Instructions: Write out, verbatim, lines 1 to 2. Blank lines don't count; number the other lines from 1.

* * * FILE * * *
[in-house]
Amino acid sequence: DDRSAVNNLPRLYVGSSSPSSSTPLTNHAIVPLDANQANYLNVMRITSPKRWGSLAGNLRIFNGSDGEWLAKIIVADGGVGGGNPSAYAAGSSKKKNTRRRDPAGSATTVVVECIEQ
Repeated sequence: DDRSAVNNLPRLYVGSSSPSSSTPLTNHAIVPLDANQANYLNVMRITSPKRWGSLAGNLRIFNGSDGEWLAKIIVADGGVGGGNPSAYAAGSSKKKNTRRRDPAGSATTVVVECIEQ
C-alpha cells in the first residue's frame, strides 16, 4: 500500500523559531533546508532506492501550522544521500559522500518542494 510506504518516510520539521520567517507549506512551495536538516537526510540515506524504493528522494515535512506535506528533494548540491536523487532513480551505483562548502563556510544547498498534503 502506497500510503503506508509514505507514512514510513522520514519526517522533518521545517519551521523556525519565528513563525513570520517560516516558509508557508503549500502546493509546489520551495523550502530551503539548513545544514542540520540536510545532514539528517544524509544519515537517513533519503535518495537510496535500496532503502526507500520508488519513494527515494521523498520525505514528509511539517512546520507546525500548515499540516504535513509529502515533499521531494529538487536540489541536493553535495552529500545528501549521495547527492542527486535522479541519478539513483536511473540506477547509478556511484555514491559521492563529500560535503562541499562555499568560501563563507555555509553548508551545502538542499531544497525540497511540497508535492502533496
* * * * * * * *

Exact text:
[in-house]
Amino acid sequence: DDRSAVNNLPRLYVGSSSPSSSTPLTNHAIVPLDANQANYLNVMRITSPKRWGSLAGNLRIFNGSDGEWLAKIIVADGGVGGGNPSAYAAGSSKKKNTRRRDPAGSATTVVVECIEQ